The major metro areas where the housing market is cooling include Seattle, Bellingham, Mount Vernon-Anacortes, Bremerton-Silverdale and Kennewick-Richland.
For the first time in a year and a half, Washington is no longer the state with the hottest housing market in the country, though not because homes here have suddenly become cheap.
Home prices grew faster in Washington than in any other state starting in January 2016 and, after being briefly overtaken by Oregon later that year, this remained the hottest state in the country since December 2016, according to CoreLogic.
But the new numbers show Nevada had the biggest home-price increase in the nation in June, with Washington second.
Buyers shouldn’t start celebrating much, however. Like in King County, the market statewide is also cooling, but just from red-hot to slightly-less-hot.
Most Read Stories
- Snohomish County man has the United States’ first known case of Wuhan coronavirus
- 5 of the Seattle area's most changed neighborhoods: We crunched the data on population, income, jobs
- 'We were before our time': Remembering the fight to change King County's namesake from a slave owner to a civil-rights leader VIEW
- Did the Seahawks make a mistake by letting Richard Sherman go?
- How white families with young children can work to undo racism
Home prices in June rose 12.1 percent from a year earlier statewide, down from a 12.8 percent pace the previous month.
The metro areas that saw home-price growth decelerate by at least 1 percentage point from May to June include Seattle, Bellingham, Mount Vernon-Anacortes, Bremerton-Silverdale and Kennewick-Richland. The only area where the market actually got hotter was Wenatchee.
The trend is likely to continue when the statewide numbers for July come out. The Northwest Multiple Listing Service reported last week that home-price growth slowed further, to 8.4 percent, across the region it covers, which spans a bit more than half of Washington counties. King and several other counties saw median prices drop from their spring highs.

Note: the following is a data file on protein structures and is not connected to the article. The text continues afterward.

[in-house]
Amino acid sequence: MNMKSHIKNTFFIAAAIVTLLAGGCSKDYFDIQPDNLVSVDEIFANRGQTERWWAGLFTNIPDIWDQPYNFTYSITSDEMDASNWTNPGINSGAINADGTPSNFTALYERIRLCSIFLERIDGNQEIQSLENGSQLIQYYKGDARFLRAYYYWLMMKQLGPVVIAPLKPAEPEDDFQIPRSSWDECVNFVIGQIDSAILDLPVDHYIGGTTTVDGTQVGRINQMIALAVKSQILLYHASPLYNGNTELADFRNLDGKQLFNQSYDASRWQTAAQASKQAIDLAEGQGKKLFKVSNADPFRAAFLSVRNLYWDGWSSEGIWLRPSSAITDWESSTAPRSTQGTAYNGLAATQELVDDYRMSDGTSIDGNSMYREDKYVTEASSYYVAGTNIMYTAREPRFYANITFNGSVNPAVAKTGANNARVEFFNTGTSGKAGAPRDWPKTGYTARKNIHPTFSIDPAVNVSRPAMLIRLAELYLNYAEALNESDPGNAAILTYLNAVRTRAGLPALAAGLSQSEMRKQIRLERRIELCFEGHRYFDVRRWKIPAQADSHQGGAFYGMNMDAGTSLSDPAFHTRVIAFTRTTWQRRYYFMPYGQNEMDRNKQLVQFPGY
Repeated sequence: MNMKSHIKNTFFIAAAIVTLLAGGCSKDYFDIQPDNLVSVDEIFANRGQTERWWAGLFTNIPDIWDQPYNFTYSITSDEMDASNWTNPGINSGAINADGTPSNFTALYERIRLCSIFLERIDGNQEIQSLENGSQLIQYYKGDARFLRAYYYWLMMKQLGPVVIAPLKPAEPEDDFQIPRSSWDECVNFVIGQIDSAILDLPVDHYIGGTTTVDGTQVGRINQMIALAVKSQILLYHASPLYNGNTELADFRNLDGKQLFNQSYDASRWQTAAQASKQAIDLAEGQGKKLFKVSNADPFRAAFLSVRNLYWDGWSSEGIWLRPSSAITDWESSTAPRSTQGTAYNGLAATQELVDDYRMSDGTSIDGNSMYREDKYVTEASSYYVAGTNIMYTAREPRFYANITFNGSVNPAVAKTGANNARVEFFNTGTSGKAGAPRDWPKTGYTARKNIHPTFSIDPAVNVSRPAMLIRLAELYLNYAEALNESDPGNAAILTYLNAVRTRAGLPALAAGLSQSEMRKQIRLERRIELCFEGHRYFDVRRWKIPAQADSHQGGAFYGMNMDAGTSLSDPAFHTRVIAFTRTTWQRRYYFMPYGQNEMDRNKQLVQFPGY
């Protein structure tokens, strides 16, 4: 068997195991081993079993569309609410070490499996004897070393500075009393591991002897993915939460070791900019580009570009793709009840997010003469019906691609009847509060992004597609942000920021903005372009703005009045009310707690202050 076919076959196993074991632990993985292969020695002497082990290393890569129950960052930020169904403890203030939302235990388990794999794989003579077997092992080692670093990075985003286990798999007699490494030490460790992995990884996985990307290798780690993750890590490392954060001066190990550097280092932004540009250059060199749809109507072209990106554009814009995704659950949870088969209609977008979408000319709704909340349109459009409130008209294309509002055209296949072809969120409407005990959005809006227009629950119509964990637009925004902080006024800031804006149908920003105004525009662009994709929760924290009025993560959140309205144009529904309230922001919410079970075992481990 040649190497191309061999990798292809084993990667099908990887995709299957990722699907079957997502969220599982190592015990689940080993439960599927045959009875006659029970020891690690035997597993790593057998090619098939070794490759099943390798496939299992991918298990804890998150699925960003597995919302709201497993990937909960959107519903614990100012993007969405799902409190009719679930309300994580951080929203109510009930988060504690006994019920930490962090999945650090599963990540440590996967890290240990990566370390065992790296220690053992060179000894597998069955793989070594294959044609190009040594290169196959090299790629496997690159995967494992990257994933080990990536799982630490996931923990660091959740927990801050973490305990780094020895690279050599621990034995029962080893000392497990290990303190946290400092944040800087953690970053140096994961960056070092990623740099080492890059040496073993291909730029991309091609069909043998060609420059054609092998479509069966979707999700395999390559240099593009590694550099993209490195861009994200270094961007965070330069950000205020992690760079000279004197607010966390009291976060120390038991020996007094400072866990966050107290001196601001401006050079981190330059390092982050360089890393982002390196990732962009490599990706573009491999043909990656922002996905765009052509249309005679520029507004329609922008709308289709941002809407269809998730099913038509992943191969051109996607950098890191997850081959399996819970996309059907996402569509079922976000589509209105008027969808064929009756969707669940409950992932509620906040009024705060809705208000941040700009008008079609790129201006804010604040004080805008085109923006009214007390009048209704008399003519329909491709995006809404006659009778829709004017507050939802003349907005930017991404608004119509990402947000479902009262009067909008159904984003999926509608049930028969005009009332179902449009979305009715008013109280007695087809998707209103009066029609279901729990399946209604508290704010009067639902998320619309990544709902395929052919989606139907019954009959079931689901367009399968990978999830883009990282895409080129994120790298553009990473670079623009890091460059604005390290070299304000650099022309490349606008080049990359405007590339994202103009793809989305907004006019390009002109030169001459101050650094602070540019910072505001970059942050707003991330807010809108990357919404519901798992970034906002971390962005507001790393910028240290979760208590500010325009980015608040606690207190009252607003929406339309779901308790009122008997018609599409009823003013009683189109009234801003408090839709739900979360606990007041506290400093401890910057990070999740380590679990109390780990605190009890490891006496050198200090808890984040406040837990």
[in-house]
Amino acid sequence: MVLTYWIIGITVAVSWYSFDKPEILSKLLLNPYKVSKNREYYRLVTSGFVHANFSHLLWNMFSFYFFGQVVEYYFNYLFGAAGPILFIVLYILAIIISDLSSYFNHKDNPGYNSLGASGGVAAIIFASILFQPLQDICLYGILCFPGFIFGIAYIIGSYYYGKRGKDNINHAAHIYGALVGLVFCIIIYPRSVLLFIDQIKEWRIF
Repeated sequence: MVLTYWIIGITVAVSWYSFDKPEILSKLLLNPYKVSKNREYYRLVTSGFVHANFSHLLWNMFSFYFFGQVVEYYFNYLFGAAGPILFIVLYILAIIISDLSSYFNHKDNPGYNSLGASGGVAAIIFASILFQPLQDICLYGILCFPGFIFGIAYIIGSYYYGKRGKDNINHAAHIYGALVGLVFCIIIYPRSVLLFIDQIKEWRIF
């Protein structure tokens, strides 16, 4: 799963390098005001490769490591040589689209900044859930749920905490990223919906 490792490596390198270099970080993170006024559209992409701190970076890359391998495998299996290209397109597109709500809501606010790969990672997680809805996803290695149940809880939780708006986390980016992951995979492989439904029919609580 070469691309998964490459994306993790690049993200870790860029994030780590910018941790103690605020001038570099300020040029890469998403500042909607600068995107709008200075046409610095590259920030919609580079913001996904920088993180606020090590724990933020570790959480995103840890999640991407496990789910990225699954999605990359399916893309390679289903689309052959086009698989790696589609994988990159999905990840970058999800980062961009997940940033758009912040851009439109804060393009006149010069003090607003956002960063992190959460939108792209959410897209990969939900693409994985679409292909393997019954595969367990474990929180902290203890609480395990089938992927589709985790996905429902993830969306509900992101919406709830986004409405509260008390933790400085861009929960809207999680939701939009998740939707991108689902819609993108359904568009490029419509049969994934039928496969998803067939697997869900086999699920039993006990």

Nevada overtook Washington by holding steady at 12.6 percent year-over-year growth in home prices. At the same time, Las Vegas is right behind Seattle on the list of metro areas with the biggest price jumps.
Nevada is surging in part because it had so much room to climb after being one of the hardest-hit states during the housing bust, when foreclosures swept across the desert. Home prices in Nevada plummeted 60 percent after the bubble burst, compared to a 30 percent drop in Washington, according to Zillow data. Washington (or at least the Seattle area) was much quicker to recover after the recession than Nevada.
Nevada remains about $100,000 cheaper than Washington for the typical house. And Seattle is three times more expensive than Las Vegas.
While the Seattle area has grabbed all the attention for its pricey homes, the rest of the state — from Vancouver to Bellingham to Spokane — has been getting much more expensive over the past several years, as well.
The median cost of a house statewide was $360,000 as of the first quarter of this year. That’s up 73 percent from when the market bottomed out six years ago, and 20 percent higher than the old bubble peak from a decade ago, according to the Runstad Department of Real Estate at the University of Washington.
Of course, the statewide averages mask huge differences within the Evergreen State.
If you’re really looking for something cheap, head to Lincoln County, where the typical home costs $100,000 — prices Seattle hasn’t seen since 1988.
What you need to know
For more low-budget options, the median house costs $141,000 in Columbia County, $153,000 in Adams County and $157,000 in Ferry County.
The second-most expensive place outside King County is not even in commute range from Seattle: In little San Juan County, vacation homes have pushed home values to $475,000 (just ahead of Snohomish County). The counties of Clark, Island, Jefferson, Skagit and Whatcom have home prices ranging from $340,000 to $360,000.
The national housing market continues to cool as well. Only two other states are seeing year-over-year home-price growth in the double digits: Idaho, up 11.4 percent, and Utah, up 10.4 percent. The states where home values grew less than 3 percent in the past year are Alaska, Connecticut, Iowa, Louisiana, Maryland, New Jersey, North Dakota, Oklahoma, Virginia and West Virginia, as well as the District of Columbia.